Its effort, pursued mainly by means of a bloody series of bombings targeting Israeli civilians beginning in 1994, brought Hamas global notoriety but not, at first, much popularity among its own people. For most of that decade, Jeroen Gunning writes, opinion polls rarely showed the Islamists gaining more than 20 percent approval, a level that broadly reflected the performance of similar Islamist parties in other countries. Hamas’s slow ascent to victory in the 2006 election came largely as a result of bungling by all of its adversaries.
Indeed, Israel’s mishandling of Hamas began even before the group’s creation. The Israelis turned a blind eye to recruitment by the Muslim Brotherhood in the 1970s and 1980s, largely because they saw the Islamists as a foil to nationalist groups. Belatedly alerted to the arming of Hamas cells during the first intifada, Israel increased its appeal by televising the trial of Sheikh Ahmed Yassin, the wheelchair-bound Gaza preacher who was Hamas’s spiritual head, and then by exiling hundreds of Hamas activists to Lebanon, where they had a useful chance to make contact with fellow Islamists such as Hezbollah.
Hamas’s subsequent resort to hideous “martyrdom operations,” as suicide bombings were called, owed much to Hezbollah’s inspiration and perhaps also to its technical expertise. Israel’s response of targeted assassinations hugely bolstered Palestinian sympathy for Hamas, even as it served to radicalize its followers. As Paul McGeough’s book makes abundantly clear, for instance, Khaled Meshaal, a relative hard-liner, rode to dominance within Hamas on the wave of outrage that followed Israel’s botched attempt to poison him in Amman in 1997. By contrast, when in 2003 Israel succeeded in murdering Ismail Abu Shanab, a respected Gazan intellectual with an engineering degree from Colorado State University, it eliminated a Hamas official who had argued passionately against suicide bombings and in favor of a long-term truce.
Israel’s dramatic acceleration of Jewish settlement in the occupied territories during the 1990s, and its systematic undermining of the Palestinian economy by means of roadblocks and closures, convinced many Palestinians that Hamas was perhaps correct in judging the peace process a sham. Even as Yasser Arafat’s credit waned among his own people, both Israel and the Clinton administration pushed him to crack down on Hamas. This he did, with some brutality and considerable success, in a campaign that put hundreds of Hamas activists into Palestinian prisons. Yet rather than being rewarded for risking the anger of his own people, Arafat was simply pressured to do more, and told that he would be held to account for any atrocity carried out by Hamas.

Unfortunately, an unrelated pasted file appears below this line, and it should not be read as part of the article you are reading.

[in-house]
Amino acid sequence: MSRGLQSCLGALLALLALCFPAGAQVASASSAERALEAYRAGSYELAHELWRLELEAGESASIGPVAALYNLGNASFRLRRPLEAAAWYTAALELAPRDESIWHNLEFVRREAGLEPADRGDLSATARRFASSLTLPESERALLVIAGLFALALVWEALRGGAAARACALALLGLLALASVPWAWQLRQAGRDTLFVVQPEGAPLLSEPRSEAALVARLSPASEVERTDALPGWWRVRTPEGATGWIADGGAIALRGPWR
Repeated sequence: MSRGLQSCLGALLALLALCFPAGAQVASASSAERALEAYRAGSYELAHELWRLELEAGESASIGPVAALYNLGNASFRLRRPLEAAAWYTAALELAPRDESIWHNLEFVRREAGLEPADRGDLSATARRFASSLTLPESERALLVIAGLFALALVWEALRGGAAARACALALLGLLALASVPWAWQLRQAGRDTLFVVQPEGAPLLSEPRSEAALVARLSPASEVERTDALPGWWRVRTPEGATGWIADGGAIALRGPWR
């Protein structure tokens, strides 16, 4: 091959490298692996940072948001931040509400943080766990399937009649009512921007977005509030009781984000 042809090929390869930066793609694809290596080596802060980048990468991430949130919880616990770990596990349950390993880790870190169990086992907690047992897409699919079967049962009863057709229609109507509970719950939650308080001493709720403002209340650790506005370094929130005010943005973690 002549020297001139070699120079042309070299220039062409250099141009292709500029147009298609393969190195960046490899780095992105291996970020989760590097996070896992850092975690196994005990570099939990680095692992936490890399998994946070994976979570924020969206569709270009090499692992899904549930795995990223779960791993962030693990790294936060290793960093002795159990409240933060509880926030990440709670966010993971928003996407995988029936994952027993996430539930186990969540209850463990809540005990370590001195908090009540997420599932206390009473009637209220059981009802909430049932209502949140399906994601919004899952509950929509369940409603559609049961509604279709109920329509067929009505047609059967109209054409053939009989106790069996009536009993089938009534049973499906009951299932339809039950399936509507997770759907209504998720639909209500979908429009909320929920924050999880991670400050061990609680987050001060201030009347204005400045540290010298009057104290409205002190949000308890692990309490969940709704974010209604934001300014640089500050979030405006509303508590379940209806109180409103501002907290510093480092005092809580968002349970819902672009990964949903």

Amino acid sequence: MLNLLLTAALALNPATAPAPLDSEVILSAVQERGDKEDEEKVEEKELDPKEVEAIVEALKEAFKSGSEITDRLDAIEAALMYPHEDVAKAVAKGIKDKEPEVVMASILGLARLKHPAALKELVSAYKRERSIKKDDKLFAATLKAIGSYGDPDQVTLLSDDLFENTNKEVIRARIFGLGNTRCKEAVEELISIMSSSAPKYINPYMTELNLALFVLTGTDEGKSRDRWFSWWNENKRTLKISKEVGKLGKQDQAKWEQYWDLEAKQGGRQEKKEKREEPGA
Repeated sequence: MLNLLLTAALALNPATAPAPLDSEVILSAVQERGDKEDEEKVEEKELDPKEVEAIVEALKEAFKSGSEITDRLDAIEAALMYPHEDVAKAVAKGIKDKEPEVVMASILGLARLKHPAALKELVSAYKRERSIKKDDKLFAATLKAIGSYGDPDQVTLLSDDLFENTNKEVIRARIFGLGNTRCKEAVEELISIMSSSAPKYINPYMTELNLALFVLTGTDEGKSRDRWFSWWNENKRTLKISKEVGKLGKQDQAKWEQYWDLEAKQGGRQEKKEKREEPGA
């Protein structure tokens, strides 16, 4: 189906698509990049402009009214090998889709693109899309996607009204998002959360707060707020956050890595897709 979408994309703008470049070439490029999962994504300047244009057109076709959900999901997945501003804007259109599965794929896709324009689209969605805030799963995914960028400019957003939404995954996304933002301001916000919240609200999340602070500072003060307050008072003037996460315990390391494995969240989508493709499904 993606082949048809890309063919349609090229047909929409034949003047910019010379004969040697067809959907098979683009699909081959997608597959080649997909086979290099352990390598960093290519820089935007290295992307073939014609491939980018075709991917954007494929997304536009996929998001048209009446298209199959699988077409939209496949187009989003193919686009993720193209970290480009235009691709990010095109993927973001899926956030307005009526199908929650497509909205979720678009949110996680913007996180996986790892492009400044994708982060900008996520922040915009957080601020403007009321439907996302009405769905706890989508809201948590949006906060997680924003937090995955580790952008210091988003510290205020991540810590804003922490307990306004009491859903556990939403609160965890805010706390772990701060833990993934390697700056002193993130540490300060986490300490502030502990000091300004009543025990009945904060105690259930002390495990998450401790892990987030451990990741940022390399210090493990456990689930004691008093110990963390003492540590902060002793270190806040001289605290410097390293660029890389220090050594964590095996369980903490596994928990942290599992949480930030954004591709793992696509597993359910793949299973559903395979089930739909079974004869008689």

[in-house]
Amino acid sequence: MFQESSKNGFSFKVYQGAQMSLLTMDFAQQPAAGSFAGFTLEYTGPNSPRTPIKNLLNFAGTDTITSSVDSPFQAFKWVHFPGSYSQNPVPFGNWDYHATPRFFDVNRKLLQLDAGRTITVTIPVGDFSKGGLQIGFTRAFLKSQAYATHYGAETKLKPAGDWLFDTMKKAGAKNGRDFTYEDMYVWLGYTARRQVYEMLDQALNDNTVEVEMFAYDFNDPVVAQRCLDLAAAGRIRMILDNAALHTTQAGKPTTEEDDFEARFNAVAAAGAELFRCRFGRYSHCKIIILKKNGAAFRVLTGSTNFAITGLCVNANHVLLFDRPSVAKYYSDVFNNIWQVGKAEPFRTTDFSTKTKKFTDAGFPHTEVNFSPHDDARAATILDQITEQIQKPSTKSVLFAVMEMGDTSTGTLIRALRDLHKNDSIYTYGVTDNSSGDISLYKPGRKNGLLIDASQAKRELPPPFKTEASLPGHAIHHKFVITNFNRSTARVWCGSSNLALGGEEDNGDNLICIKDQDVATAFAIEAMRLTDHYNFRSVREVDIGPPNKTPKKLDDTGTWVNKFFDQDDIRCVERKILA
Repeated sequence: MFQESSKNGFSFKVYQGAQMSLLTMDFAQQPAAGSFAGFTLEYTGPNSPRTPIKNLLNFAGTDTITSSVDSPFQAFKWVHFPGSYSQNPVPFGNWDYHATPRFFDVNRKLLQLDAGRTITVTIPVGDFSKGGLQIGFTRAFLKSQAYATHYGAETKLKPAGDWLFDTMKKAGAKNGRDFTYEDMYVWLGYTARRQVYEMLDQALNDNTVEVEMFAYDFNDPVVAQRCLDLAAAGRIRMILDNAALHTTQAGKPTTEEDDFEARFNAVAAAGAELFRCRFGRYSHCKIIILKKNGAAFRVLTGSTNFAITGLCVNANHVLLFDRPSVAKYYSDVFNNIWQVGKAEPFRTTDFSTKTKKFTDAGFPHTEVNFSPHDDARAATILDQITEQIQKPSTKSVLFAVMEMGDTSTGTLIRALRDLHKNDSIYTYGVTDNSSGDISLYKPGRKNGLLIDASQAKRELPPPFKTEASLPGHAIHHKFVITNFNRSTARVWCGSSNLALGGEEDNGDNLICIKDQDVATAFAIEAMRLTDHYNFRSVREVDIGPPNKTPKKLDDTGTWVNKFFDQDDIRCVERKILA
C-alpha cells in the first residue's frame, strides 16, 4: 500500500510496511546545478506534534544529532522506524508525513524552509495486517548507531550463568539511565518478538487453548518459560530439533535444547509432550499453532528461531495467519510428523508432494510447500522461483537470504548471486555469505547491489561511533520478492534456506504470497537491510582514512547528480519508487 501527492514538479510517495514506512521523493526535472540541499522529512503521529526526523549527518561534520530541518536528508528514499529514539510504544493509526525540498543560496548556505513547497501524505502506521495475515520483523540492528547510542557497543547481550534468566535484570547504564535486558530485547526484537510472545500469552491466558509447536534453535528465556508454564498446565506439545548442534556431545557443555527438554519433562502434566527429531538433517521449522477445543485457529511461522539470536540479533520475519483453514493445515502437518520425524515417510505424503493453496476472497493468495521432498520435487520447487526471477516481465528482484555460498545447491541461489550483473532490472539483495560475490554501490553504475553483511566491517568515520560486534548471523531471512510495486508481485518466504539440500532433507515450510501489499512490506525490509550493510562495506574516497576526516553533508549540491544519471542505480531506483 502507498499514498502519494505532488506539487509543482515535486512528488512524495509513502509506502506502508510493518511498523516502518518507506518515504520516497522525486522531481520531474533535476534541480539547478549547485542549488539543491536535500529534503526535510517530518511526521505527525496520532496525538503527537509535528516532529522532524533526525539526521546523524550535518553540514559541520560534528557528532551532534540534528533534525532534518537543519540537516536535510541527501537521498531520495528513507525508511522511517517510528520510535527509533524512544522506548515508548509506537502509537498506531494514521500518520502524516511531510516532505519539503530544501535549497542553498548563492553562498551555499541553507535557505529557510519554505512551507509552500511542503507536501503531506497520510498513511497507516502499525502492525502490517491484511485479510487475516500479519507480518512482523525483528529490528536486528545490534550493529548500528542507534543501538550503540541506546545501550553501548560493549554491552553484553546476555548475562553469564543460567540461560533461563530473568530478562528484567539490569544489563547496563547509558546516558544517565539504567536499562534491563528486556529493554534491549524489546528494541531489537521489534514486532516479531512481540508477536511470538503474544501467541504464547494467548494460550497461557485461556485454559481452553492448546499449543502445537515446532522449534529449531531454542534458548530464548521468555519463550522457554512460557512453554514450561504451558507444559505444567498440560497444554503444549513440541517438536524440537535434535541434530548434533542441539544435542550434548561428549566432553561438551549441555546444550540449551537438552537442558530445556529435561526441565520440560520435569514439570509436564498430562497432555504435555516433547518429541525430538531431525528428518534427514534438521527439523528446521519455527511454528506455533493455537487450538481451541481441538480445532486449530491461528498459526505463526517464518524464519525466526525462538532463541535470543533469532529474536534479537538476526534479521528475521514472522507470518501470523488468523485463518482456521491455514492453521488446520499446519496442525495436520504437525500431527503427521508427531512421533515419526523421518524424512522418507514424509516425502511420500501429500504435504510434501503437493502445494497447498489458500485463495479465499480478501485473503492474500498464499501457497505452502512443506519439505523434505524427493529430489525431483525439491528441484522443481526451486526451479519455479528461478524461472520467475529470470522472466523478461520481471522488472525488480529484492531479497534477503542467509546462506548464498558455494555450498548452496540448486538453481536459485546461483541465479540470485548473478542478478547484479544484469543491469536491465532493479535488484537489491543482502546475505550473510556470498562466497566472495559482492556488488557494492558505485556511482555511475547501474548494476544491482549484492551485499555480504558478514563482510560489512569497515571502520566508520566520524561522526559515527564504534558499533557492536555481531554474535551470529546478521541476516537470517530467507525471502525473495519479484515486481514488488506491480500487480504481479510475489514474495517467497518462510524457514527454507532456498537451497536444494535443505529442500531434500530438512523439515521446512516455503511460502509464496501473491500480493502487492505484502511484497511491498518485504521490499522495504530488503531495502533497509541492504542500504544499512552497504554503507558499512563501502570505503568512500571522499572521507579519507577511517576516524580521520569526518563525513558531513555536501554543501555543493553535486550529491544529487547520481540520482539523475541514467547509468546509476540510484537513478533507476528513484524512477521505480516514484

In effect if not in intention, Israel handed the Islamists veto power over the peace process. It also so weakened Arafat that when Israel floated the possibility of an offer at Camp David in 2000, the Palestinian leader shied from pursuing it, largely because he feared he could not swing his people to support it. When, in the autumn of 2000, the second intifada broke out in the wake of this failure, Arafat felt obliged to ride the violence rather than attempt to contain it, and soon lost control of his movement as local Fatah activists strove to outdo Hamas in fury.
Arafat was hardly a mere victim. His Fatah party proved just as helpful to Hamas as their mutual enemy. Not only did his suppression of the group smack to many Palestinians of treachery but Arafat’s cronies were notoriously corrupt and incompetent. Their handling of the 2006 legislative elections that swept Hamas to power, brilliantly described by Gunning, was almost farcically self-destructive. As Zaki Chehab quotes a Gazan voter telling him at the time, “We don’t believe in Hamas’s political views, but we want to show the Fatah leadership that we have alternatives.”
Yet Hamas may also claim much credit for its success. In stark contrast to Fatah, it has acted with strategic vision, careful planning, and steely discipline. Much of its leadership has deeper local roots, and is generally of a higher caliber: in the cabinet it formed after the 2006 election, no fewer than seven of its twenty-four ministers held advanced degrees from American universities. Politicians such as Meshaal are far more charismatic on television than Arafat’s hapless successor, Mahmoud Abbas.
With its clandestine structure of local cells and a dispersed leadership that operates by consensus, Hamas has proved extremely resilient to attack. Despite the bloodiness and apparent futility of its methods in combating Israel, it has shown both a high degree of managerial competence and a responsiveness to Palestinian public opinion that can be surprising for a religiously inspired organization. Yet the need to placate its ideological core, combined with Hamas’s evolution of a structure that links Meshaal and his money, safely offshore, directly to Qassam commanders, so bypassing political scrutiny by their less strident colleagues, also builds in rigidity on key issues, most obviously that of peace. Sadly, Hamas’s inflexibility has often proved, in the eyes of its constituents, to have been vindicated by events.
Hamas is unlikely to be budged anytime soon from its Gaza stronghold. It is playing a waiting game, hoping that other forces will blink before it does: that the international community will feel shamed into relieving the siege of Gaza, or that Egypt’s hostile regime will fall, or that Benjamin Netanyahu’s Israel will prove so stingy in its dealings with Mahmoud Abbas that the Fatah government on the West Bank will collapse. But in the meantime Hamas is under pressure to deliver something more than bravado to its people. Perhaps, as Gunning suggests, it will one day admit that its armed struggle against Israel (unlike against its internal rivals) has been largely symbolic, and that its declaration of a divine right to Palestine represents more of a credo than a political program. Gunning declines to judge whether, with regard to hopes for Middle Eastern peace, Hamas is what political science would term an “absolute spoiler,” or only a limited one. But as he says, politics is never static, nor are political organizations.
—Gaza and Cairo, October 6, 2009